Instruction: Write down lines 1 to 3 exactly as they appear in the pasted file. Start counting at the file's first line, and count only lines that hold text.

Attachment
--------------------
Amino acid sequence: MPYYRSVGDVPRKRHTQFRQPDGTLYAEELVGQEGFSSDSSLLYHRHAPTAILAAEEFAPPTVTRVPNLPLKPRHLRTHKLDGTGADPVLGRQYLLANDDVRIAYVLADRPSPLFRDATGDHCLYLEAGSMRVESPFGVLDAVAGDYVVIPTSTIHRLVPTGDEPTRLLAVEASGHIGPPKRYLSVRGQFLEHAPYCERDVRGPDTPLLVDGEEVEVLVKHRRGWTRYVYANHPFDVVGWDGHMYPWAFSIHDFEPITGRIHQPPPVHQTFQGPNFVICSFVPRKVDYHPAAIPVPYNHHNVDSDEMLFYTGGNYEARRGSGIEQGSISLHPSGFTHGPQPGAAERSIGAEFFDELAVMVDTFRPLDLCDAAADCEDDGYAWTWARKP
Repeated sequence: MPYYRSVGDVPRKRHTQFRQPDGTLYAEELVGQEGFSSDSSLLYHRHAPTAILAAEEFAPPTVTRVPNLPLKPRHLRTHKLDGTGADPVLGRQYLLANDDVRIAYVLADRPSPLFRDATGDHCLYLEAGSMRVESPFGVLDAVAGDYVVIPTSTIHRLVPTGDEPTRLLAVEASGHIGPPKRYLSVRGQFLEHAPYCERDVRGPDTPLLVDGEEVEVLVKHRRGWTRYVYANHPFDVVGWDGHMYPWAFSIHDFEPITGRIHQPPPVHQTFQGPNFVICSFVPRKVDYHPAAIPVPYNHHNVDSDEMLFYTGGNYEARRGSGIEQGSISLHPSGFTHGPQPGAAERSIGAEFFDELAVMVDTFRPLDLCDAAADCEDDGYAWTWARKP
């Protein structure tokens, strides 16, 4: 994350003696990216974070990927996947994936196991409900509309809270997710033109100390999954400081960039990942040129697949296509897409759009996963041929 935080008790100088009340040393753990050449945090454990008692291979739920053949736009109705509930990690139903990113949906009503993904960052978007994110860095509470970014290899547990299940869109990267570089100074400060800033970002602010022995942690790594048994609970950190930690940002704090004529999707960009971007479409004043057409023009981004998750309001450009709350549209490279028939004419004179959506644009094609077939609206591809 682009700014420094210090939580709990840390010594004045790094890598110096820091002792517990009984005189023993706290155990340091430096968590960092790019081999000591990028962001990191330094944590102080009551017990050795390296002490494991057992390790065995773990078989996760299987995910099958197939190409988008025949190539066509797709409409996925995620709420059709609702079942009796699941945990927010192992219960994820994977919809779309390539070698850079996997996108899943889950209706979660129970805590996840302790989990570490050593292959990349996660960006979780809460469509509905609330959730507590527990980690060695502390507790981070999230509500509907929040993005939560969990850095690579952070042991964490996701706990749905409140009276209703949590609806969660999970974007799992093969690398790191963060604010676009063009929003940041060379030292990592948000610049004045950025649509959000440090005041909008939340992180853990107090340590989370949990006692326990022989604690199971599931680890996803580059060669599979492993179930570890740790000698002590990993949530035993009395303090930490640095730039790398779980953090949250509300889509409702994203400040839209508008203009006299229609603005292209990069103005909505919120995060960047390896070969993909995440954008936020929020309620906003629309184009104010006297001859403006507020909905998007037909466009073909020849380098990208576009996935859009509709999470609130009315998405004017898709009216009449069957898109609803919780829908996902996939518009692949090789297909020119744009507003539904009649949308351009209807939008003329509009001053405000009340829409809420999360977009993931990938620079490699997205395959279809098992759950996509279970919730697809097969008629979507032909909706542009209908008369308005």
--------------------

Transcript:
Amino acid sequence: MPYYRSVGDVPRKRHTQFRQPDGTLYAEELVGQEGFSSDSSLLYHRHAPTAILAAEEFAPPTVTRVPNLPLKPRHLRTHKLDGTGADPVLGRQYLLANDDVRIAYVLADRPSPLFRDATGDHCLYLEAGSMRVESPFGVLDAVAGDYVVIPTSTIHRLVPTGDEPTRLLAVEASGHIGPPKRYLSVRGQFLEHAPYCERDVRGPDTPLLVDGEEVEVLVKHRRGWTRYVYANHPFDVVGWDGHMYPWAFSIHDFEPITGRIHQPPPVHQTFQGPNFVICSFVPRKVDYHPAAIPVPYNHHNVDSDEMLFYTGGNYEARRGSGIEQGSISLHPSGFTHGPQPGAAERSIGAEFFDELAVMVDTFRPLDLCDAAADCEDDGYAWTWARKP
Repeated sequence: MPYYRSVGDVPRKRHTQFRQPDGTLYAEELVGQEGFSSDSSLLYHRHAPTAILAAEEFAPPTVTRVPNLPLKPRHLRTHKLDGTGADPVLGRQYLLANDDVRIAYVLADRPSPLFRDATGDHCLYLEAGSMRVESPFGVLDAVAGDYVVIPTSTIHRLVPTGDEPTRLLAVEASGHIGPPKRYLSVRGQFLEHAPYCERDVRGPDTPLLVDGEEVEVLVKHRRGWTRYVYANHPFDVVGWDGHMYPWAFSIHDFEPITGRIHQPPPVHQTFQGPNFVICSFVPRKVDYHPAAIPVPYNHHNVDSDEMLFYTGGNYEARRGSGIEQGSISLHPSGFTHGPQPGAAERSIGAEFFDELAVMVDTFRPLDLCDAAADCEDDGYAWTWARKP
């Protein structure tokens, strides 16, 4: 994350003696990216974070990927996947994936196991409900509309809270997710033109100390999954400081960039990942040129697949296509897409759009996963041929 935080008790100088009340040393753990050449945090454990008692291979739920053949736009109705509930990690139903990113949906009503993904960052978007994110860095509470970014290899547990299940869109990267570089100074400060800033970002602010022995942690790594048994609970950190930690940002704090004529999707960009971007479409004043057409023009981004998750309001450009709350549209490279028939004419004179959506644009094609077939609206591809 682009700014420094210090939580709990840390010594004045790094890598110096820091002792517990009984005189023993706290155990340091430096968590960092790019081999000591990028962001990191330094944590102080009551017990050795390296002490494991057992390790065995773990078989996760299987995910099958197939190409988008025949190539066509797709409409996925995620709420059709609702079942009796699941945990927010192992219960994820994977919809779309390539070698850079996997996108899943889950209706979660129970805590996840302790989990570490050593292959990349996660960006979780809460469509509905609330959730507590527990980690060695502390507790981070999230509500509907929040993005939560969990850095690579952070042991964490996701706990749905409140009276209703949590609806969660999970974007799992093969690398790191963060604010676009063009929003940041060379030292990592948000610049004045950025649509959000440090005041909008939340992180853990107090340590989370949990006692326990022989604690199971599931680890996803580059060669599979492993179930570890740790000698002590990993949530035993009395303090930490640095730039790398779980953090949250509300889509409702994203400040839209508008203009006299229609603005292209990069103005909505919120995060960047390896070969993909995440954008936020929020309620906003629309184009104010006297001859403006507020909905998007037909466009073909020849380098990208576009996935859009509709999470609130009315998405004017898709009216009449069957898109609803919780829908996902996939518009692949090789297909020119744009507003539904009649949308351009209807939008003329509009001053405000009340829409809420999360977009993931990938620079490699997205395959279809098992759950996509279970919730697809097969008629979507032909909706542009209908008369308005």